The Evolution of Orthopaedic Surgical Skills Simulation

Surgical skills education in orthopaedics has changed dramatically from the “see one, do one, teach one” process of 30 years ago. These changes have come with a greater degree of supervision and formal skills assessments, and they have been aided by the visionary leadership at the Accreditation Council for Graduate Medical Education (ACGME) and our own orthopaedic Residency Review Committee. These skill-acquisition enhancements have benefited both our trainees and the patients we collectively care for.

A decade ago, we entered a new phase of skill development and enhancement with computer-based surgical simulators. With advances in software and widespread interest across North America in goal-driven learning through simulation, great progress has been made. In the November 20, 2019 issue of JBJS, Weber et al. report on the further validation of a surgical simulator focused specifically on percutaneous, fluoroscopically guided pin placement for femoral neck fractures. The simulator was developed in partnership between the AAOS and OTA.

This study sought to determine whether novice practitioners (medical students, in this case) who completed 9 training modules before using the simulator (the “trained” group) would perform the simulated pinning task better than peers who did not complete the presimulation training (the “untrained” group). It was no surprise to me that the trained group had a significantly higher overall performance score on the simulator. In addition, relative to the untrained group, the trained students also showed improved performance on 4 specific measures—3 of which were related to the angle between the placed pins.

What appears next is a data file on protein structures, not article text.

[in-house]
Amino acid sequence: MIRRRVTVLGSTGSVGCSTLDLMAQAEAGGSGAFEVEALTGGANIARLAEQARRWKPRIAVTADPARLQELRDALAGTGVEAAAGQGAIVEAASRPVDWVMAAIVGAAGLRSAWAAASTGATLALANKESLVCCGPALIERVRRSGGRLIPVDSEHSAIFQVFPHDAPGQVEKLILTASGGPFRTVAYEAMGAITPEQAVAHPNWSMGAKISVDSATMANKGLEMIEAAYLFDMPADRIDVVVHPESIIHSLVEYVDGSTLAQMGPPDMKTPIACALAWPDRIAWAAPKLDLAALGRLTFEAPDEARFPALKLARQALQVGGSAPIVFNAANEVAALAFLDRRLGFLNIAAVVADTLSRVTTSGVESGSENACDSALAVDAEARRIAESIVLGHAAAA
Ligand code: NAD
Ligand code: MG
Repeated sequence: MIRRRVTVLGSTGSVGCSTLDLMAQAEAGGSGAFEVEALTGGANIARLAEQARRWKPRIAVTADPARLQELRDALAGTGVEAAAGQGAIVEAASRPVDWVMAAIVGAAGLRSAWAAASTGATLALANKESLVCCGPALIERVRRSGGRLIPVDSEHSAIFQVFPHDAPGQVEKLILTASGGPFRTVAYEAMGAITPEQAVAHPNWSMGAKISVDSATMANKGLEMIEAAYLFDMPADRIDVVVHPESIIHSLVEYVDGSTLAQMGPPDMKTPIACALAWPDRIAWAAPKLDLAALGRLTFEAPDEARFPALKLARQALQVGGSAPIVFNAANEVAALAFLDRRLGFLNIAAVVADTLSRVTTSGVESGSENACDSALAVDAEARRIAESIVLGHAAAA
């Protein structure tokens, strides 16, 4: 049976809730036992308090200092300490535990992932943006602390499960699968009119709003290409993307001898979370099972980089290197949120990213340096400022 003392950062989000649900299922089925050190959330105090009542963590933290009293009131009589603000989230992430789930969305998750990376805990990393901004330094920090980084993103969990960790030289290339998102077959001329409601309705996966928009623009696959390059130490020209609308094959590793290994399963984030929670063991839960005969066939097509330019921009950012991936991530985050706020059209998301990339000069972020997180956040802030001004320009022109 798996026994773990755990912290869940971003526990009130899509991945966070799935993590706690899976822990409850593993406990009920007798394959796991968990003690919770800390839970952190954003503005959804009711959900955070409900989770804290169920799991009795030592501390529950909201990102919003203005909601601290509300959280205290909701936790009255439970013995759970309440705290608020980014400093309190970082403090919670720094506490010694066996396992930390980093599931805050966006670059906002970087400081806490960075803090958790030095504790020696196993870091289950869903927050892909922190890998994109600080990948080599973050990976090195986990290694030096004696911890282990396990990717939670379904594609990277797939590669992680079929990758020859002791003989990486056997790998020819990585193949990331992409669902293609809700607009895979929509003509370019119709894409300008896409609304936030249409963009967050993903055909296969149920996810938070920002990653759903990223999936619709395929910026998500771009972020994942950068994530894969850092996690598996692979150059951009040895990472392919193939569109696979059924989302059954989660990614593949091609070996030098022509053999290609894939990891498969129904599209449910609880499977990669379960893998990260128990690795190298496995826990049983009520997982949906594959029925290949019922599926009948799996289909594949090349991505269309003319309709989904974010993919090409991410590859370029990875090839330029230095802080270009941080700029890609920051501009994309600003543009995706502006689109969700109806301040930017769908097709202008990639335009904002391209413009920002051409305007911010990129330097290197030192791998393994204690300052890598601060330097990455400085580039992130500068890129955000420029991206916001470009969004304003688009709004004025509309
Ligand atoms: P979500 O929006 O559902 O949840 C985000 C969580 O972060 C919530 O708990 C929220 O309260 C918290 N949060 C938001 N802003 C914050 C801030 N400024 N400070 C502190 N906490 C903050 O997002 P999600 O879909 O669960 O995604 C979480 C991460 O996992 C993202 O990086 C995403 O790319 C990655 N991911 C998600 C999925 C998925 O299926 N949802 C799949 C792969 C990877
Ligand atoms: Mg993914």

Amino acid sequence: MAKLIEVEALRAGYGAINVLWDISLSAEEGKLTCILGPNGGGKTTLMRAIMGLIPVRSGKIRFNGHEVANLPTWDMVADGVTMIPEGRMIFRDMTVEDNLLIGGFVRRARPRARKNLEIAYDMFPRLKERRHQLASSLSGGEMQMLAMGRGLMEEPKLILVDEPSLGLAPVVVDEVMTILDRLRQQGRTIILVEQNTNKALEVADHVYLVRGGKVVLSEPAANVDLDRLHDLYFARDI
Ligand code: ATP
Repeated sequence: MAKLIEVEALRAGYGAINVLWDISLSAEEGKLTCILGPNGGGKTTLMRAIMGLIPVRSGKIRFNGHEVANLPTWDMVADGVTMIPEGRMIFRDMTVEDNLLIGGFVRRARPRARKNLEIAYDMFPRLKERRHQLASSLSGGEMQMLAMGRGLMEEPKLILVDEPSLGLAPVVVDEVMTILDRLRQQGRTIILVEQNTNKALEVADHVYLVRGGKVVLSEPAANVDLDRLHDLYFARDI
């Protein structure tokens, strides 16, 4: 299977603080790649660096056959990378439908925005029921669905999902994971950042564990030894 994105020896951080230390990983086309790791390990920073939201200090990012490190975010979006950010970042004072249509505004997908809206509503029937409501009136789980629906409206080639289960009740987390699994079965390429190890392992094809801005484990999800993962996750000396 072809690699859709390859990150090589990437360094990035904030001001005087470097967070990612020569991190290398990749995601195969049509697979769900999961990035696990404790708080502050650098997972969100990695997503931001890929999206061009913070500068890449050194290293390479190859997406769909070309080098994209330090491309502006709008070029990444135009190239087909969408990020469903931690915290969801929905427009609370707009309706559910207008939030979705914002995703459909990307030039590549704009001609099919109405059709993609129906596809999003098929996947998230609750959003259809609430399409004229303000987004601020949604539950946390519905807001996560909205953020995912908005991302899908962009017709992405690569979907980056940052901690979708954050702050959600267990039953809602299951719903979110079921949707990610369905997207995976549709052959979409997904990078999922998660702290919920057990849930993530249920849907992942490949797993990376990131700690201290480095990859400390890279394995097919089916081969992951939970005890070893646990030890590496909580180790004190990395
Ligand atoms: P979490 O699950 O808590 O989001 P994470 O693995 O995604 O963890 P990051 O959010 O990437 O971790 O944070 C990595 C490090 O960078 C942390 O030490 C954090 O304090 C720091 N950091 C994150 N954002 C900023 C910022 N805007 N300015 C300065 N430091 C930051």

These findings are clearly supportive of continued development of this and additional simulation environments. But at the same time, we need to move forward with improved documentation of surgical skill acquisition among orthopaedic residents and fellows. As simulator technology continues to improve, the next decade should yield even more positive results in skills acquisition than we saw in the last decade. We are clearly on the right path with the use of advanced technology for surgical skill development among orthopaedic trainees.

Marc Swiontkowski, MD
JBJS Editor-in-Chief

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